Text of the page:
Aim of the study: IDENTIFY is an international prospective multicenter study aiming to investigate the management of patients referred for suspicious urinary tract cancers. Our aim was to describe the main features of patients undergoing investigation for suspected urothelial cancer (UC) in Italy. Materials and methods: IDENTIFY project started in December’17, recruiting patients that underwent a cystoscopy to exclude urothelial cancer. We included patients until May 2018. A history of previous urological cancer or a previous cystoscopy were criteria for exclusion. Data were prospectively collected online (redcap.org) from 5 urological departments in Italy. Clinical condition, familial and environmental risk factors (smoking, exposure to chemicals, ongoing drugs), characteristics of hematuria and of urine analysis, blood test and imaging were collected, as well as pathologic reports of UC. Results: Over 618 patients were recorded at the time of analysis. Of these, 181 were excluded because of incomplete results and 437 were finally included. Cystoscopies were performed due to macroscopic and microscopic-hematuria in 73,2% and 6,2% whilst in the remnant 20,6% no hematuria was present. Sex ratio (M/F) was 351/86, mean age was 70 (median 72); 80% of the patients were over 60. The overall incidence for malignant UC was 50,1% (219/437 – 85% TCC); 20,4% (89/437) had benign disease, the remnant 29,5% had irrelevant findings. Malignant UC was more frequent in males, n = 189/351 (53,8% p<,001) and in patients older than 60 n = 185/350 (52,9% p<,02). In current or exsmokers n = 149/252 (59,1%) had a UC diagnosis whilst n = 48/131 nonsmokers (36,6%) had UC (p<,001). The incidence of malignant UC was not influenced by BMI, in the subgroups of BMI ≤25 and ≥ 30 the 48,3% and the 44,4% respectively were found positive for malignancy (p>,05). Among the n = 115 with a positive family history for any cancer, n = 68 (59,1%) developed a malignant UC (p<,001). In the case of hematuria, micro or macroscopic, bladder disease was found in n = 248/347 cases (71,5%), of which 66,5% were confirmed to be malignant. For multiples hematuria episodes, the incidence of malignancy was 51,7% versus 41,5% in case of one single bleeding (p<,001). Interestingly, differences in malign UC incidence between macro and microscopic hematuria were lighter: 47,2% versus 51,9% respectively (p>,05). The most frequent benign causes of hematuria were: 42% prostatic, 19% stones and 15% UTI and among the malignant, the most frequent cancers were: bladder 88%, renal pelvis 4,5% and prostate 3,8%. Table 1 shows the features of the cohort and results of Chi^2 test over the different incidence between groups. Discussion: In this preliminary independent analysis of the Italian cohort of the IDENTIFY study hematuria is undeniably associated with UC, even if benign a cause is frequent. An undelayed check-up of all the urinary tract is mandatory especially in subgroups at a higher incidence of UC. The IDENTIFY study definitive analysis is awaited to confirm our findings.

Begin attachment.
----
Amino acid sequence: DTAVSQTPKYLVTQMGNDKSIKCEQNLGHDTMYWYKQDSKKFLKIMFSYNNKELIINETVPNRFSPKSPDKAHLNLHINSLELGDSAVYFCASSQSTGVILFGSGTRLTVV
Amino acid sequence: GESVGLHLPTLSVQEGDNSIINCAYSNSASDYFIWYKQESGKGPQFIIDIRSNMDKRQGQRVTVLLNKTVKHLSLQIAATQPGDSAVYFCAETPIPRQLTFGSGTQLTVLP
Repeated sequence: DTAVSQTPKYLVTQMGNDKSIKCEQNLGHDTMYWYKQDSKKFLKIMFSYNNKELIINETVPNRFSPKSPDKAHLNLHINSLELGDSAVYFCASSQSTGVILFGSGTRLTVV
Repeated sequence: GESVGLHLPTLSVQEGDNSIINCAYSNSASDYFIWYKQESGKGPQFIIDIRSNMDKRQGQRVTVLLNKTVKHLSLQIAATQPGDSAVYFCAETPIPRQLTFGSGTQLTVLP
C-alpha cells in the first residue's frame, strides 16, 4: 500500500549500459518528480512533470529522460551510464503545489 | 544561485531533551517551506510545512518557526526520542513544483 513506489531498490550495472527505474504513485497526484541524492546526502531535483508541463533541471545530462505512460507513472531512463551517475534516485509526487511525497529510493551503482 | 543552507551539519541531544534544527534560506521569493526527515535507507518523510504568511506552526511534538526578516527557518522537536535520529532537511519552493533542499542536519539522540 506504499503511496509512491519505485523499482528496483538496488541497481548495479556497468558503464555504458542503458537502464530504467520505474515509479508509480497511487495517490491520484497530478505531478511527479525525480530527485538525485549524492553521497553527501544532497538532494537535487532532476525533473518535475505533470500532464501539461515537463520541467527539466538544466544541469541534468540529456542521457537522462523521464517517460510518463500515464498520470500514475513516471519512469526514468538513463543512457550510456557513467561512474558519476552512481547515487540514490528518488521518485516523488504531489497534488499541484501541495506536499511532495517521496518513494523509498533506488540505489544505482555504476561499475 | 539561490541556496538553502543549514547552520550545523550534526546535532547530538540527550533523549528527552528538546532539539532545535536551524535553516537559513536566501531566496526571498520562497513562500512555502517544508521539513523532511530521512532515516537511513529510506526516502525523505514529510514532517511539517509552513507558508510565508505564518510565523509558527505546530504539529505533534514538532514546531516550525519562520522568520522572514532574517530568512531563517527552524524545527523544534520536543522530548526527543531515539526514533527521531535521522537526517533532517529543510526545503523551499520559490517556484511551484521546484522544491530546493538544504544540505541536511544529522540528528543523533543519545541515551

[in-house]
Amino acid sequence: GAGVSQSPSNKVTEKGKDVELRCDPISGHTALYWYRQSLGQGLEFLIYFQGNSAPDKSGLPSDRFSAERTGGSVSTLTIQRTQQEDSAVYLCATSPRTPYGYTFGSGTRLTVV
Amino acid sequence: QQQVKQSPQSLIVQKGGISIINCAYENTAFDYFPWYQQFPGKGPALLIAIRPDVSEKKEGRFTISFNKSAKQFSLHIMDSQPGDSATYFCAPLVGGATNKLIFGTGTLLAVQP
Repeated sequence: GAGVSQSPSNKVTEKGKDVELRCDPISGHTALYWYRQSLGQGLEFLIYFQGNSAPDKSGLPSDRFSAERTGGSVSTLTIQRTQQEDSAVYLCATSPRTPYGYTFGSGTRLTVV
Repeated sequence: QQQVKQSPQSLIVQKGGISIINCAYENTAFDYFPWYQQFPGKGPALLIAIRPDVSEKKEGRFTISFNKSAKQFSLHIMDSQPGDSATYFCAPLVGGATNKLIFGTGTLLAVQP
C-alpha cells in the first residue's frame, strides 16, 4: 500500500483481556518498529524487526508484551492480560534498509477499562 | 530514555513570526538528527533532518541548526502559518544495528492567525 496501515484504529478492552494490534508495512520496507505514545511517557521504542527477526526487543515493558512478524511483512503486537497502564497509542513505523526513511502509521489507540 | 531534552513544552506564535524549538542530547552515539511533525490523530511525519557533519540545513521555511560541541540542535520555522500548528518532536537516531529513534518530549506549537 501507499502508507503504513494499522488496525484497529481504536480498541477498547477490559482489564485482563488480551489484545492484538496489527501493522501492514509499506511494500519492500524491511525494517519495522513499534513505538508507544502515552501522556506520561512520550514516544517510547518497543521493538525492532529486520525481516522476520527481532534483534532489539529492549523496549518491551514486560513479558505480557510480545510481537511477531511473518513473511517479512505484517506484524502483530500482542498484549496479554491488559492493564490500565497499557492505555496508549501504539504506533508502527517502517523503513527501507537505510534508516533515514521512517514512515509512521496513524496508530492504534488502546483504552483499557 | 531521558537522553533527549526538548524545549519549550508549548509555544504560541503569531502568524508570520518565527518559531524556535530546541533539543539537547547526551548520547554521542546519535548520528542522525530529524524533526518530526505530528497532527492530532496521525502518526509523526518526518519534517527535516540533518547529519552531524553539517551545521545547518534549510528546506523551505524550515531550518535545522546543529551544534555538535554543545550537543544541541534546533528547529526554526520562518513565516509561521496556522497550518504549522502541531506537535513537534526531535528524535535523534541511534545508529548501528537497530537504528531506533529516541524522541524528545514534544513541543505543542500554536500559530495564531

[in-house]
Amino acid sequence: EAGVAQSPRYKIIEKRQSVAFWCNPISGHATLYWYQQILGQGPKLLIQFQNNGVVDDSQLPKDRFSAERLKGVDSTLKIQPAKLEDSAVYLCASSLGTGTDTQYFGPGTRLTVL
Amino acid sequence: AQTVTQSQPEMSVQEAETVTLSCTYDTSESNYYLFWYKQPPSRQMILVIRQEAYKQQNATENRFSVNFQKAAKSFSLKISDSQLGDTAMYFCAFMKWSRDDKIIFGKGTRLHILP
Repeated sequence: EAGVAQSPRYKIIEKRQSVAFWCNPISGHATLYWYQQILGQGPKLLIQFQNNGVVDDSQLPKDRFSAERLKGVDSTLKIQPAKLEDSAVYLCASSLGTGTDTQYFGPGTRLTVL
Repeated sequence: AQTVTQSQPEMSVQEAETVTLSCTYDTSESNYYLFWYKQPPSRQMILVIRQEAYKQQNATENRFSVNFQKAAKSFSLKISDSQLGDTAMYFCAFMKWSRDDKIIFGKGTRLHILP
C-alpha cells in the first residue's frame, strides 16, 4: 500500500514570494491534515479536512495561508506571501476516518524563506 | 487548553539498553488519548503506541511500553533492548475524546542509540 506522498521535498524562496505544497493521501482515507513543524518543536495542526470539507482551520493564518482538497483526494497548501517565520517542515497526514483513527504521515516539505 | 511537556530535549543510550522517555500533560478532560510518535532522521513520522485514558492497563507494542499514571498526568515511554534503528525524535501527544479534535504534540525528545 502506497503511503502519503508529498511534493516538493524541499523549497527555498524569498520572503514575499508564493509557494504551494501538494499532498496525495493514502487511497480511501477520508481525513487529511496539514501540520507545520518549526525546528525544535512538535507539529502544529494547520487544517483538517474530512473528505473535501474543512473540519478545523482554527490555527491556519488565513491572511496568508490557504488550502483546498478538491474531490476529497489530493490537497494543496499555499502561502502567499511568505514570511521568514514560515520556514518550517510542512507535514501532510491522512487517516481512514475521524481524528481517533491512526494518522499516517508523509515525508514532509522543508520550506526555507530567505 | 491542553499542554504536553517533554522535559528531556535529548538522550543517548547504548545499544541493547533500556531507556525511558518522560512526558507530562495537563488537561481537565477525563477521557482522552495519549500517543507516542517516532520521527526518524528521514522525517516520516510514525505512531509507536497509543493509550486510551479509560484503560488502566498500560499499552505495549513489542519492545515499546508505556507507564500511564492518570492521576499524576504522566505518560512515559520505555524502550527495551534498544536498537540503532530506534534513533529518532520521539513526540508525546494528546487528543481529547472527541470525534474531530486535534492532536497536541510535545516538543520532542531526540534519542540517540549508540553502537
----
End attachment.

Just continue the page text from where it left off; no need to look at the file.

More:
https://www.sciencedirect.com/science/article/abs/pii/S1569905619336383?via=ihub
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Utilizza questo identificativo per citare o creare un link a questo documento: http://hdl.handle.net/11368/2977347